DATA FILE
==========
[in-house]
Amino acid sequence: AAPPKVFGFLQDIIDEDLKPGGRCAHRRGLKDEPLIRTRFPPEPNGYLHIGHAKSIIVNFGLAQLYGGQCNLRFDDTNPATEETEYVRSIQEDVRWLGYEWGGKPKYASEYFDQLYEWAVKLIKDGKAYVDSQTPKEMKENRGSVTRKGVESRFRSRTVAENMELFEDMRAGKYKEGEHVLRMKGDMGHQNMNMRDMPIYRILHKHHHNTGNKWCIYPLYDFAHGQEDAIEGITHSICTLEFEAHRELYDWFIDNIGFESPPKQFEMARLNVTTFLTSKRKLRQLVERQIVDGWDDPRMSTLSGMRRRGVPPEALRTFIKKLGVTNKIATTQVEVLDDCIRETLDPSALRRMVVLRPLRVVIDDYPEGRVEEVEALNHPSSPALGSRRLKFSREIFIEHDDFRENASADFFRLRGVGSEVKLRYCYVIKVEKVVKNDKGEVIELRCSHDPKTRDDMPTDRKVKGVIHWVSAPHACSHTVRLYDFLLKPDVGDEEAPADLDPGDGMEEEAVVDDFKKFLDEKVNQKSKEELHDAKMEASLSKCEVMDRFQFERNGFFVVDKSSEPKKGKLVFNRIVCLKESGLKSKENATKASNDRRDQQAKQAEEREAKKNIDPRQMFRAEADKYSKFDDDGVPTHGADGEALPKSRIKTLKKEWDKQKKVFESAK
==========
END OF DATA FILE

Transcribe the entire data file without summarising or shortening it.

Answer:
[in-house]
Amino acid sequence: AAPPKVFGFLQDIIDEDLKPGGRCAHRRGLKDEPLIRTRFPPEPNGYLHIGHAKSIIVNFGLAQLYGGQCNLRFDDTNPATEETEYVRSIQEDVRWLGYEWGGKPKYASEYFDQLYEWAVKLIKDGKAYVDSQTPKEMKENRGSVTRKGVESRFRSRTVAENMELFEDMRAGKYKEGEHVLRMKGDMGHQNMNMRDMPIYRILHKHHHNTGNKWCIYPLYDFAHGQEDAIEGITHSICTLEFEAHRELYDWFIDNIGFESPPKQFEMARLNVTTFLTSKRKLRQLVERQIVDGWDDPRMSTLSGMRRRGVPPEALRTFIKKLGVTNKIATTQVEVLDDCIRETLDPSALRRMVVLRPLRVVIDDYPEGRVEEVEALNHPSSPALGSRRLKFSREIFIEHDDFRENASADFFRLRGVGSEVKLRYCYVIKVEKVVKNDKGEVIELRCSHDPKTRDDMPTDRKVKGVIHWVSAPHACSHTVRLYDFLLKPDVGDEEAPADLDPGDGMEEEAVVDDFKKFLDEKVNQKSKEELHDAKMEASLSKCEVMDRFQFERNGFFVVDKSSEPKKGKLVFNRIVCLKESGLKSKENATKASNDRRDQQAKQAEEREAKKNIDPRQMFRAEADKYSKFDDDGVPTHGADGEALPKSRIKTLKKEWDKQKKVFESAK